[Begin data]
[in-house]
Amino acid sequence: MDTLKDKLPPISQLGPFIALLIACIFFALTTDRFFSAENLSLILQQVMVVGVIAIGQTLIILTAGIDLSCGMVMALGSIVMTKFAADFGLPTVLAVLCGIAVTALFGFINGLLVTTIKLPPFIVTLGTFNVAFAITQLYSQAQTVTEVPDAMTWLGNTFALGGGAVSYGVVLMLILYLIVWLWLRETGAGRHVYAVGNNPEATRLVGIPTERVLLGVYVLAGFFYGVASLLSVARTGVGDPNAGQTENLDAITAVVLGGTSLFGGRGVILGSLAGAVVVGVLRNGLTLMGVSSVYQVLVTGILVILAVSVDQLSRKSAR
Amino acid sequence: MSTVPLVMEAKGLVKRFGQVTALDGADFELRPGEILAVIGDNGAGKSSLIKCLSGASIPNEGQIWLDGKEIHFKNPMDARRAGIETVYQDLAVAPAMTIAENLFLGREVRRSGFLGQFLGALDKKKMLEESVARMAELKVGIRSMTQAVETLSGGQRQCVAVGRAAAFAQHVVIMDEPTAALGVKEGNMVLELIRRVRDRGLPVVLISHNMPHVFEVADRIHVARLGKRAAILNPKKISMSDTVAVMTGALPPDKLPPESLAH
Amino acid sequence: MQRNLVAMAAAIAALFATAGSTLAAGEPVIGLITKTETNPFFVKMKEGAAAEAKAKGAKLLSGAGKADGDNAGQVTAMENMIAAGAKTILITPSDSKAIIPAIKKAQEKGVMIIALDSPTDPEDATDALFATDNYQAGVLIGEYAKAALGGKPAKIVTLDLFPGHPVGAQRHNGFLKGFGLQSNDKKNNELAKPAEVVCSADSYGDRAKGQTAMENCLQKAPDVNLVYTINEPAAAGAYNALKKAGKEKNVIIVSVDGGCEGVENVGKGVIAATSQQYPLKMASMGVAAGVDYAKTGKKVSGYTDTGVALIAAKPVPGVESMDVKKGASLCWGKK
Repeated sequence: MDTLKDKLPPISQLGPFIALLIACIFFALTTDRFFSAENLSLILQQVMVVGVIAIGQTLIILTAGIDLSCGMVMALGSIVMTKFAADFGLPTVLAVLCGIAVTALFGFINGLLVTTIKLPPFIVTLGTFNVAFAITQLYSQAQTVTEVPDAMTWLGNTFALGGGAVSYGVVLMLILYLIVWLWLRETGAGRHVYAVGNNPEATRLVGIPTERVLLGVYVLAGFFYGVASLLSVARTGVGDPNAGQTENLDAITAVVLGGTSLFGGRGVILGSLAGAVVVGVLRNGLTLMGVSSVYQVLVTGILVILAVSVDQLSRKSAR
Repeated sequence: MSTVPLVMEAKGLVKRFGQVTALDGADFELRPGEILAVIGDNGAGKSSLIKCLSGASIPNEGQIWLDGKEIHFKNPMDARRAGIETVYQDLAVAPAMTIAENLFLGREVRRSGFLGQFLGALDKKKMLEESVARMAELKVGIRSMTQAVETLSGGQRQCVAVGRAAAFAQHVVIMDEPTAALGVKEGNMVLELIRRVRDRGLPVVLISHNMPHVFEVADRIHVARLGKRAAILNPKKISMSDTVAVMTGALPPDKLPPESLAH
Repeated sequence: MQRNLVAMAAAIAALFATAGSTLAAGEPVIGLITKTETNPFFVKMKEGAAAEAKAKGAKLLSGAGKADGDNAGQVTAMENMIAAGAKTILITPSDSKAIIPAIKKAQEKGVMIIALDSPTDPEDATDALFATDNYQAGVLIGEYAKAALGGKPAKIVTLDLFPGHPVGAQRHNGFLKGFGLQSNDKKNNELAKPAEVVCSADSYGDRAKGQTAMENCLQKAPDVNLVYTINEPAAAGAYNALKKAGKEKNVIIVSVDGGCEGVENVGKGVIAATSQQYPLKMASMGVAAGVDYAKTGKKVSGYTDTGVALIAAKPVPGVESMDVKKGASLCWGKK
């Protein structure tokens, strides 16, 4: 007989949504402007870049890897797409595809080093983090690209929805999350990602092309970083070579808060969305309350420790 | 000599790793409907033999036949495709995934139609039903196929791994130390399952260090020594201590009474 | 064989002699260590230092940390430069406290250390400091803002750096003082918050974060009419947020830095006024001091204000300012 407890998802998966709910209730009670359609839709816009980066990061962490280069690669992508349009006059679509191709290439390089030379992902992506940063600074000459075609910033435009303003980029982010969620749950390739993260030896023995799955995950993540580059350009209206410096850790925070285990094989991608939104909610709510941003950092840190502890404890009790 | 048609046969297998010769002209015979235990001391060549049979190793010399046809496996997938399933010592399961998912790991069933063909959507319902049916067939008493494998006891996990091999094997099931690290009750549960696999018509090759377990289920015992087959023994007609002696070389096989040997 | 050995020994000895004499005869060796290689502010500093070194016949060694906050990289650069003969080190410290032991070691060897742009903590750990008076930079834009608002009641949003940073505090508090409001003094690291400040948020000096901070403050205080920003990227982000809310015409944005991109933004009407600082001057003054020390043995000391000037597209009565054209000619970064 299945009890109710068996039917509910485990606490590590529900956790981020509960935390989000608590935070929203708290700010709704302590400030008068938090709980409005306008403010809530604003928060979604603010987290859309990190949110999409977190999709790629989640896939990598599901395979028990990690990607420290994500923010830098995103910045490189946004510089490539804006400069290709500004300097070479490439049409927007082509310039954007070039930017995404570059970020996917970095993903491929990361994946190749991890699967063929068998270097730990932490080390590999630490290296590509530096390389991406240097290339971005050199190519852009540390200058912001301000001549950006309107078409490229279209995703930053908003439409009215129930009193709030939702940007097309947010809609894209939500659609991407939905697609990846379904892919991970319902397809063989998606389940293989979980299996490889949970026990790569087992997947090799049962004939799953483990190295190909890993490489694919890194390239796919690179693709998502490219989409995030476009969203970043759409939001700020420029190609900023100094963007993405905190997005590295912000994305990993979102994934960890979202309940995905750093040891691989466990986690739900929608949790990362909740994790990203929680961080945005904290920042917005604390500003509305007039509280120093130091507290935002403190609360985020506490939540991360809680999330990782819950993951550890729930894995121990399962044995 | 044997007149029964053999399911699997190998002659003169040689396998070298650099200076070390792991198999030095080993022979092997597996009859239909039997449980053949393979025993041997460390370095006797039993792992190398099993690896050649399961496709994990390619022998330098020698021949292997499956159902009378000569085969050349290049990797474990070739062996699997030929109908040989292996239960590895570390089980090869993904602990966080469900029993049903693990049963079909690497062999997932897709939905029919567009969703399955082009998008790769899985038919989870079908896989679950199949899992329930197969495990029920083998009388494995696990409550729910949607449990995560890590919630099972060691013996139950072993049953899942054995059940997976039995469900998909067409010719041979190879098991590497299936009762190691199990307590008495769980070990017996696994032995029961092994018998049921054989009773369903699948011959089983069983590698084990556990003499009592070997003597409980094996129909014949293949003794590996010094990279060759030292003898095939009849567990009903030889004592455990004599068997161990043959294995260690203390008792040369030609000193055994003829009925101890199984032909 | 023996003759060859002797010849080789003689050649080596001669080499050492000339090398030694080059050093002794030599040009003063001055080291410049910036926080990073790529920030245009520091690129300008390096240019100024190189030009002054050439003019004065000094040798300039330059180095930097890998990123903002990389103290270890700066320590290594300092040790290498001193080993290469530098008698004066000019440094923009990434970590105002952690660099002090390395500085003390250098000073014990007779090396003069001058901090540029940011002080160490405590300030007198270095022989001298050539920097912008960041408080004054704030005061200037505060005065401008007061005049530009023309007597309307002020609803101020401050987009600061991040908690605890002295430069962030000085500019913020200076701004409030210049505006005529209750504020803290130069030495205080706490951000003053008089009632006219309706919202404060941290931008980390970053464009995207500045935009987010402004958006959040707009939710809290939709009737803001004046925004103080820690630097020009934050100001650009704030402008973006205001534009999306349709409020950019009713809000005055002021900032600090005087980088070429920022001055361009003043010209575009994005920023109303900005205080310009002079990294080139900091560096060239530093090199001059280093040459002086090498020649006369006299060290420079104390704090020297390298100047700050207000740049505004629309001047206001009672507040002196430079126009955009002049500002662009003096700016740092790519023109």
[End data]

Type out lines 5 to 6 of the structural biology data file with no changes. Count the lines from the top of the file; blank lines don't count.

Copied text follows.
Repeated sequence: MDTLKDKLPPISQLGPFIALLIACIFFALTTDRFFSAENLSLILQQVMVVGVIAIGQTLIILTAGIDLSCGMVMALGSIVMTKFAADFGLPTVLAVLCGIAVTALFGFINGLLVTTIKLPPFIVTLGTFNVAFAITQLYSQAQTVTEVPDAMTWLGNTFALGGGAVSYGVVLMLILYLIVWLWLRETGAGRHVYAVGNNPEATRLVGIPTERVLLGVYVLAGFFYGVASLLSVARTGVGDPNAGQTENLDAITAVVLGGTSLFGGRGVILGSLAGAVVVGVLRNGLTLMGVSSVYQVLVTGILVILAVSVDQLSRKSAR
Repeated sequence: MSTVPLVMEAKGLVKRFGQVTALDGADFELRPGEILAVIGDNGAGKSSLIKCLSGASIPNEGQIWLDGKEIHFKNPMDARRAGIETVYQDLAVAPAMTIAENLFLGREVRRSGFLGQFLGALDKKKMLEESVARMAELKVGIRSMTQAVETLSGGQRQCVAVGRAAAFAQHVVIMDEPTAALGVKEGNMVLELIRRVRDRGLPVVLISHNMPHVFEVADRIHVARLGKRAAILNPKKISMSDTVAVMTGALPPDKLPPESLAH